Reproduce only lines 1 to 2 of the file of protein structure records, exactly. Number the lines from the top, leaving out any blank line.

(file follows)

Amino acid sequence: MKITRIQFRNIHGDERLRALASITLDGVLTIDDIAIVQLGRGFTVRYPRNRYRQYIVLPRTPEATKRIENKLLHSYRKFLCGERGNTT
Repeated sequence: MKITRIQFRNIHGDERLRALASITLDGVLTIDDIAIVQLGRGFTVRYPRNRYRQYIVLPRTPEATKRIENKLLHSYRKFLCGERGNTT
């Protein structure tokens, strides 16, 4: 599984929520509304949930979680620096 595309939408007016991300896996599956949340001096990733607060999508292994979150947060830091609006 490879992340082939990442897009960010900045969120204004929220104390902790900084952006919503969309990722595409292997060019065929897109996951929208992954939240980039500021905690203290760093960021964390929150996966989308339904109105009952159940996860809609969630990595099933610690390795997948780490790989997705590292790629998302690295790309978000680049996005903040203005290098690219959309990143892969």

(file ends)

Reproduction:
Amino acid sequence: MKITRIQFRNIHGDERLRALASITLDGVLTIDDIAIVQLGRGFTVRYPRNRYRQYIVLPRTPEATKRIENKLLHSYRKFLCGERGNTT
Repeated sequence: MKITRIQFRNIHGDERLRALASITLDGVLTIDDIAIVQLGRGFTVRYPRNRYRQYIVLPRTPEATKRIENKLLHSYRKFLCGERGNTT